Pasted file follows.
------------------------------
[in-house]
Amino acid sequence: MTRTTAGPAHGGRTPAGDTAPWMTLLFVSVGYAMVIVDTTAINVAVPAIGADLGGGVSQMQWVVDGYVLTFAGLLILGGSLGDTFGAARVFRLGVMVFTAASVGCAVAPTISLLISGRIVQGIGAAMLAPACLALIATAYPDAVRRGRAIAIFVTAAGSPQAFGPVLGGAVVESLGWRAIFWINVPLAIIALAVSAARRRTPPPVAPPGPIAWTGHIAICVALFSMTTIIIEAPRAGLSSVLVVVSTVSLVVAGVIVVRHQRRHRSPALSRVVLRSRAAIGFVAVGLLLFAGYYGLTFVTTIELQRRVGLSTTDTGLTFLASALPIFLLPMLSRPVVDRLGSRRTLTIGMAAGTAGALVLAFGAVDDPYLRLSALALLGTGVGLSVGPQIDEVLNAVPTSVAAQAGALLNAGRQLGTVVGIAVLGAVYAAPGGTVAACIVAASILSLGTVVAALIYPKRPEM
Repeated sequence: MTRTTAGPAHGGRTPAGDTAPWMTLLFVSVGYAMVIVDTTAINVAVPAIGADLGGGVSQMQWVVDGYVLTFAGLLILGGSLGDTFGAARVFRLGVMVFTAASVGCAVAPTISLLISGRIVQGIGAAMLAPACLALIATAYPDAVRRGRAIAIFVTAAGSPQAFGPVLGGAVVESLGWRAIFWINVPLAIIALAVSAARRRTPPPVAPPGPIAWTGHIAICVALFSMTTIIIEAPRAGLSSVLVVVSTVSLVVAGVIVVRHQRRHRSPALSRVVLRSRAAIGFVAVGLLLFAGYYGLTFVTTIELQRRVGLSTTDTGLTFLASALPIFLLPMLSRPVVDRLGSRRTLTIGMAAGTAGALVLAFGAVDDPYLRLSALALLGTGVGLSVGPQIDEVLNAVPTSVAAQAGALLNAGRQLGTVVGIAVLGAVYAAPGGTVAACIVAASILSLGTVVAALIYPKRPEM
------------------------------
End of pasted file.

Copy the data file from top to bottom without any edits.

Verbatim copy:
[in-house]
Amino acid sequence: MTRTTAGPAHGGRTPAGDTAPWMTLLFVSVGYAMVIVDTTAINVAVPAIGADLGGGVSQMQWVVDGYVLTFAGLLILGGSLGDTFGAARVFRLGVMVFTAASVGCAVAPTISLLISGRIVQGIGAAMLAPACLALIATAYPDAVRRGRAIAIFVTAAGSPQAFGPVLGGAVVESLGWRAIFWINVPLAIIALAVSAARRRTPPPVAPPGPIAWTGHIAICVALFSMTTIIIEAPRAGLSSVLVVVSTVSLVVAGVIVVRHQRRHRSPALSRVVLRSRAAIGFVAVGLLLFAGYYGLTFVTTIELQRRVGLSTTDTGLTFLASALPIFLLPMLSRPVVDRLGSRRTLTIGMAAGTAGALVLAFGAVDDPYLRLSALALLGTGVGLSVGPQIDEVLNAVPTSVAAQAGALLNAGRQLGTVVGIAVLGAVYAAPGGTVAACIVAASILSLGTVVAALIYPKRPEM
Repeated sequence: MTRTTAGPAHGGRTPAGDTAPWMTLLFVSVGYAMVIVDTTAINVAVPAIGADLGGGVSQMQWVVDGYVLTFAGLLILGGSLGDTFGAARVFRLGVMVFTAASVGCAVAPTISLLISGRIVQGIGAAMLAPACLALIATAYPDAVRRGRAIAIFVTAAGSPQAFGPVLGGAVVESLGWRAIFWINVPLAIIALAVSAARRRTPPPVAPPGPIAWTGHIAICVALFSMTTIIIEAPRAGLSSVLVVVSTVSLVVAGVIVVRHQRRHRSPALSRVVLRSRAAIGFVAVGLLLFAGYYGLTFVTTIELQRRVGLSTTDTGLTFLASALPIFLLPMLSRPVVDRLGSRRTLTIGMAAGTAGALVLAFGAVDDPYLRLSALALLGTGVGLSVGPQIDEVLNAVPTSVAAQAGALLNAGRQLGTVVGIAVLGAVYAAPGGTVAACIVAASILSLGTVVAALIYPKRPEM